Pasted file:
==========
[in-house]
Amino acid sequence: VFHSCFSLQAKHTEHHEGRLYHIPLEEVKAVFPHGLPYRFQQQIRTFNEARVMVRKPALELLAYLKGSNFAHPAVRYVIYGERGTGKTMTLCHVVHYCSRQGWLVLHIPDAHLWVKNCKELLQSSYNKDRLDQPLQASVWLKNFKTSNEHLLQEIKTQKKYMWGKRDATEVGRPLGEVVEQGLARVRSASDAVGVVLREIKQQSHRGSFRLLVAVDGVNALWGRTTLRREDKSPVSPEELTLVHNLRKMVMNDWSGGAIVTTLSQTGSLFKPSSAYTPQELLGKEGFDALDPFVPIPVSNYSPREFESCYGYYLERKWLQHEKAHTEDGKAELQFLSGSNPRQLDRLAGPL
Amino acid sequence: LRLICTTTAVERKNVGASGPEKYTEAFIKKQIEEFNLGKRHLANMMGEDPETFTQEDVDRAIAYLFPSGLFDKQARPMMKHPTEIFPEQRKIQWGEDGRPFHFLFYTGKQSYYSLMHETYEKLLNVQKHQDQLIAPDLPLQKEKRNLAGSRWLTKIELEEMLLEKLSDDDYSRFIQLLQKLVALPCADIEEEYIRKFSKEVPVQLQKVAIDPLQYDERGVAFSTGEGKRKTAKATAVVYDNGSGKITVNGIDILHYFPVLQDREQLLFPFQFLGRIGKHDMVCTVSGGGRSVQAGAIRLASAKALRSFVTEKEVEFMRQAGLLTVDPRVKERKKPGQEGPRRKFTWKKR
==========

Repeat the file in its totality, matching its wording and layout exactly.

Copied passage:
[in-house]
Amino acid sequence: VFHSCFSLQAKHTEHHEGRLYHIPLEEVKAVFPHGLPYRFQQQIRTFNEARVMVRKPALELLAYLKGSNFAHPAVRYVIYGERGTGKTMTLCHVVHYCSRQGWLVLHIPDAHLWVKNCKELLQSSYNKDRLDQPLQASVWLKNFKTSNEHLLQEIKTQKKYMWGKRDATEVGRPLGEVVEQGLARVRSASDAVGVVLREIKQQSHRGSFRLLVAVDGVNALWGRTTLRREDKSPVSPEELTLVHNLRKMVMNDWSGGAIVTTLSQTGSLFKPSSAYTPQELLGKEGFDALDPFVPIPVSNYSPREFESCYGYYLERKWLQHEKAHTEDGKAELQFLSGSNPRQLDRLAGPL
Amino acid sequence: LRLICTTTAVERKNVGASGPEKYTEAFIKKQIEEFNLGKRHLANMMGEDPETFTQEDVDRAIAYLFPSGLFDKQARPMMKHPTEIFPEQRKIQWGEDGRPFHFLFYTGKQSYYSLMHETYEKLLNVQKHQDQLIAPDLPLQKEKRNLAGSRWLTKIELEEMLLEKLSDDDYSRFIQLLQKLVALPCADIEEEYIRKFSKEVPVQLQKVAIDPLQYDERGVAFSTGEGKRKTAKATAVVYDNGSGKITVNGIDILHYFPVLQDREQLLFPFQFLGRIGKHDMVCTVSGGGRSVQAGAIRLASAKALRSFVTEKEVEFMRQAGLLTVDPRVKERKKPGQEGPRRKFTWKKR